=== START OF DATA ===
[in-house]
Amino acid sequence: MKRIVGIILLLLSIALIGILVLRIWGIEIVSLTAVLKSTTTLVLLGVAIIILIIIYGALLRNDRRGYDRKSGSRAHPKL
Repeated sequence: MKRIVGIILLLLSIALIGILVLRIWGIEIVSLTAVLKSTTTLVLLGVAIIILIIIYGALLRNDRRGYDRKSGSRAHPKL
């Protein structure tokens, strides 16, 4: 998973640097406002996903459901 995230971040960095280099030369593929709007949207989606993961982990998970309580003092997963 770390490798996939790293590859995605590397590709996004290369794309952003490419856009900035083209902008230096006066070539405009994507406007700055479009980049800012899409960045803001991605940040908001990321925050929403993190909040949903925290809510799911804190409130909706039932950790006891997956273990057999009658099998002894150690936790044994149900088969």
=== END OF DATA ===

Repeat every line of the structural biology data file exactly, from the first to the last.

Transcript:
[in-house]
Amino acid sequence: MKRIVGIILLLLSIALIGILVLRIWGIEIVSLTAVLKSTTTLVLLGVAIIILIIIYGALLRNDRRGYDRKSGSRAHPKL
Repeated sequence: MKRIVGIILLLLSIALIGILVLRIWGIEIVSLTAVLKSTTTLVLLGVAIIILIIIYGALLRNDRRGYDRKSGSRAHPKL
């Protein structure tokens, strides 16, 4: 998973640097406002996903459901 995230971040960095280099030369593929709007949207989606993961982990998970309580003092997963 770390490798996939790293590859995605590397590709996004290369794309952003490419856009900035083209902008230096006066070539405009994507406007700055479009980049800012899409960045803001991605940040908001990321925050929403993190909040949903925290809510799911804190409130909706039932950790006891997956273990057999009658099998002894150690936790044994149900088969």